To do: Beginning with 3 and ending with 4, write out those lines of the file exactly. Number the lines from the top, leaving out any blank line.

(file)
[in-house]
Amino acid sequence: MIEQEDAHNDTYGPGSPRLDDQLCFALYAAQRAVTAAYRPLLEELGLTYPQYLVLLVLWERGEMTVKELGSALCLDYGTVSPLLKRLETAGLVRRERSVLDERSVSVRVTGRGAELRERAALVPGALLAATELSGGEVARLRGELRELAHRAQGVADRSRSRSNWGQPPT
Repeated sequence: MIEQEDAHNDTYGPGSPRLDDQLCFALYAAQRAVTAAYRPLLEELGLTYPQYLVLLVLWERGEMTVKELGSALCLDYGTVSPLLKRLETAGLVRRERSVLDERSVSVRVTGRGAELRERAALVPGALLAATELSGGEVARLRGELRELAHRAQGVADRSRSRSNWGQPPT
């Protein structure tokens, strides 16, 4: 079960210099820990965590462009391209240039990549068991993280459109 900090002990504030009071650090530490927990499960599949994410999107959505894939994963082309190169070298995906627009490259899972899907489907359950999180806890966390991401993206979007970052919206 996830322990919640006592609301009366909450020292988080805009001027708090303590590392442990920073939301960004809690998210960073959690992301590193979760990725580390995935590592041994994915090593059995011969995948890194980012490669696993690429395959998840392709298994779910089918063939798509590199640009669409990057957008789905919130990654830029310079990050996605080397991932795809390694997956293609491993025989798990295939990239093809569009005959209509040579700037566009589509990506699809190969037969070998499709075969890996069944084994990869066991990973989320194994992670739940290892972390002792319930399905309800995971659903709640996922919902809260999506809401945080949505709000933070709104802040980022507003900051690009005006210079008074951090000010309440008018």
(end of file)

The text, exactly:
Repeated sequence: MIEQEDAHNDTYGPGSPRLDDQLCFALYAAQRAVTAAYRPLLEELGLTYPQYLVLLVLWERGEMTVKELGSALCLDYGTVSPLLKRLETAGLVRRERSVLDERSVSVRVTGRGAELRERAALVPGALLAATELSGGEVARLRGELRELAHRAQGVADRSRSRSNWGQPPT
């Protein structure tokens, strides 16, 4: 079960210099820990965590462009391209240039990549068991993280459109 900090002990504030009071650090530490927990499960599949994410999107959505894939994963082309190169070298995906627009490259899972899907489907359950999180806890966390991401993206979007970052919206 996830322990919640006592609301009366909450020292988080805009001027708090303590590392442990920073939301960004809690998210960073959690992301590193979760990725580390995935590592041994994915090593059995011969995948890194980012490669696993690429395959998840392709298994779910089918063939798509590199640009669409990057957008789905919130990654830029310079990050996605080397991932795809390694997956293609491993025989798990295939990239093809569009005959209509040579700037566009589509990506699809190969037969070998499709075969890996069944084994990869066991990973989320194994992670739940290892972390002792319930399905309800995971659903709640996922919902809260999506809401945080949505709000933070709104802040980022507003900051690009005006210079008074951090000010309440008018």